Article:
1911 Encyclopædia Britannica/Corippus, Flavius Cresconius
CORIPPUS, FLAVIUS CRESCONIUS, Roman epic poet of the 6th century A.D. He was a native of Africa, and in one of the MSS. is called grammaticus (teacher). He has been identified, but on insufficient grounds, with Cresconius, an African bishop (7th century), author of a Concordia Canonum, or collection of the laws of the church. Nothing is known of Corippus beyond what is contained in his own poems. He appears to have held the office of tribune or notary (scriniarius) under Anastasius, imperial treasurer and chamberlain of Justinian, at the end of whose reign he left Africa for Constantinople, in consequence of having lost his property during the Moorish and Vandal wars. He was the author of two poems, of considerable importance for the history of the times, one of which was not discovered till the beginning of the 19th century. The latter poem, dedicated to the nobles of Carthage, which comes first in point of time, is called Johannis or De bellis Libycis, and relates the overthrow of the Moors by a certain Johannes, magister militum in 546; it is in eight books (the last is unfinished) and contains about 5000 hexameters. The narrative commences with the despatch of Johannes to the theatre of war by Justinian, and ends with the decisive victory near Carthage (548). The other poem (In laudem Justini minoris), in four books, contains the death of Justinian, the coronation of his successor Justin II. (14th of November 565), and the early events of his reign. It is preceded by a preface, and a short and fulsome panegyric on Anastasius, the poet’s patron. The Laus was published at Antwerp in 1581 by Michael Ruyz Azagra, secretary to the emperor Rudolf II., from a 9th or 10th century MS. The preface contains a reference to a previous work by the author on the wars in Africa, and although Johannes Cuspinianus (1473–1529) in his De Caesaribus et Imperatoribus professed to have seen a MS. of it in the library at Buda (destroyed by Suleiman II. in 1527), it was not till 1814 that it was discovered at Milan by Cardinal Mazzucchelli, librarian of the Ambrosian library, from the codex Trivultianus (in the library of the marquis Trivulzi), the only MS. of the Johannis still extant.
The Johannis is of great value, not only from a purely historical point of view, but also as giving a description of the land and people of Africa, which conscientiously records the impressions of an intelligent native observer; many of his statements as to manners and customs are confirmed both by independent ancient authorities (such as Procopius) and by our knowledge of the modern Berbers. Virgil, Lucan, and Claudian were the poet’s chief models. The Laus, which was written when he was advanced in years, although marred by Byzantine servility and gross flattery of a by no means worthy object, throws much light upon Byzantine court ceremony, as in the account of the accession of Justin and the reception of the embassy of the Avars. On the whole the language and metre of Corippus, considering the age in which he lived and the fact that he was not a native Italian, is remarkably pure. That he was a Christian is rendered probable by negative indications, such as the absence of all the usual mythological accessories of an epic poem, positive allusions to texts of Scripture, and the highly orthodox passage Laus iv. 294 ff.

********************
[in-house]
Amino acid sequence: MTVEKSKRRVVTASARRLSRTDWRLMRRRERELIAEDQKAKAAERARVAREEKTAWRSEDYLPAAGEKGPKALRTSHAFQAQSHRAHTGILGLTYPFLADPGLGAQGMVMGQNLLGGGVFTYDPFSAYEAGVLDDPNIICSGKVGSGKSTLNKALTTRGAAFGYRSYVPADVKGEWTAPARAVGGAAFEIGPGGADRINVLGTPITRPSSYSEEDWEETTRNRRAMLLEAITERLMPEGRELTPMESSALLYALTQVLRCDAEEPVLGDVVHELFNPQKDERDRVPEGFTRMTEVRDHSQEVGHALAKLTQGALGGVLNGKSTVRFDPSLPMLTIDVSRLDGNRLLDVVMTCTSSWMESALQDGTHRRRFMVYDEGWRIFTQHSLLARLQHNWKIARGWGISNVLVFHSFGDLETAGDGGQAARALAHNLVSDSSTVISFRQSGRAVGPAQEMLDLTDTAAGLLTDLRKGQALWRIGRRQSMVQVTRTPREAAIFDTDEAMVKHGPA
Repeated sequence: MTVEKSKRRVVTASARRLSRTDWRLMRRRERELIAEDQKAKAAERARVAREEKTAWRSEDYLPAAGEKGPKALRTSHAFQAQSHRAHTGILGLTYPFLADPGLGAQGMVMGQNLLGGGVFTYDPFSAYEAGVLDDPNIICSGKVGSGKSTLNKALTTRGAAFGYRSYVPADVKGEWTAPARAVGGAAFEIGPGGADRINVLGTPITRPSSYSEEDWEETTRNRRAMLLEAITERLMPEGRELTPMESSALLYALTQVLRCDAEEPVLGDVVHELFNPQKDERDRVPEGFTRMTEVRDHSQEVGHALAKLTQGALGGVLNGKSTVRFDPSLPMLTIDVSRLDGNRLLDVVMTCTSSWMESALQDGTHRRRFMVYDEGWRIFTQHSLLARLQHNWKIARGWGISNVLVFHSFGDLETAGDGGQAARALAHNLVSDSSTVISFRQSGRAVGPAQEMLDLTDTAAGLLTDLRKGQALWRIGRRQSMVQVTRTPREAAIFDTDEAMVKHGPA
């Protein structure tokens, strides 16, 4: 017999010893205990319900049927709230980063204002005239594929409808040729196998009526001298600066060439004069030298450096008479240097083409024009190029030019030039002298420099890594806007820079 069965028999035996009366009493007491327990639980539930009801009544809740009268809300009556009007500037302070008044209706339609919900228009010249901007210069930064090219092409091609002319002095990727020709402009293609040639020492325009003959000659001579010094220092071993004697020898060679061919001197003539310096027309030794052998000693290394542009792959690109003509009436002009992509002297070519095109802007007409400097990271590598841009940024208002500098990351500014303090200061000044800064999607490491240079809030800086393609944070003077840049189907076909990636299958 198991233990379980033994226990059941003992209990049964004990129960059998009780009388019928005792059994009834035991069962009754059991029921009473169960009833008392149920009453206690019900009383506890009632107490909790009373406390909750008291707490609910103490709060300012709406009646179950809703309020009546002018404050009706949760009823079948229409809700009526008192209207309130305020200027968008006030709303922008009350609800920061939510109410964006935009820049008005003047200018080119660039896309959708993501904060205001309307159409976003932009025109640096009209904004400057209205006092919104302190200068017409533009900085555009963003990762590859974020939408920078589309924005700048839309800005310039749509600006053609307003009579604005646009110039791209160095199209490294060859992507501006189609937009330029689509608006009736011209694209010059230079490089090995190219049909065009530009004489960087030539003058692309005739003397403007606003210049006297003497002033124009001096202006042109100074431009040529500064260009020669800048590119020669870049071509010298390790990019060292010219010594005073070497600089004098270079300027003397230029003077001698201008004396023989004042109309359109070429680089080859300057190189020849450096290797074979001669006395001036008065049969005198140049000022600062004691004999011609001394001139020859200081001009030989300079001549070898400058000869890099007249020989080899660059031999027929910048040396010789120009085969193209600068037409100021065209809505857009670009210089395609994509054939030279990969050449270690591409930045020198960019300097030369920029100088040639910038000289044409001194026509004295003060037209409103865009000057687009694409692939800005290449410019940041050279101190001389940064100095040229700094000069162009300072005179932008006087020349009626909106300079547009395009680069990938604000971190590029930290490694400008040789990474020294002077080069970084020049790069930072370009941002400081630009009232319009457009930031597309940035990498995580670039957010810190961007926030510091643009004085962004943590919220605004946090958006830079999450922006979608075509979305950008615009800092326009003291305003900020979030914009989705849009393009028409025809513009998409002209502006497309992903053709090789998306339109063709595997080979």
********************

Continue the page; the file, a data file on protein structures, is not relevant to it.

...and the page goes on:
The editions of the Johannis by P. Mazzucchelli (1820) and of the Laus by P. F. Foggini (1777) are still valuable for their commentaries. They are both included in the 28th volume of the Bonn Corpus scriptorum historiae Byzantinae. The best modern editions are by J. Partsch (in Monumenta Germaniae historica, 1879), with very valuable prolegomena, and M. Petschenig (Berliner Studien für klassische Philologie, iv., 1886); see also Gibbon, Decline and Fall, ch. xlv.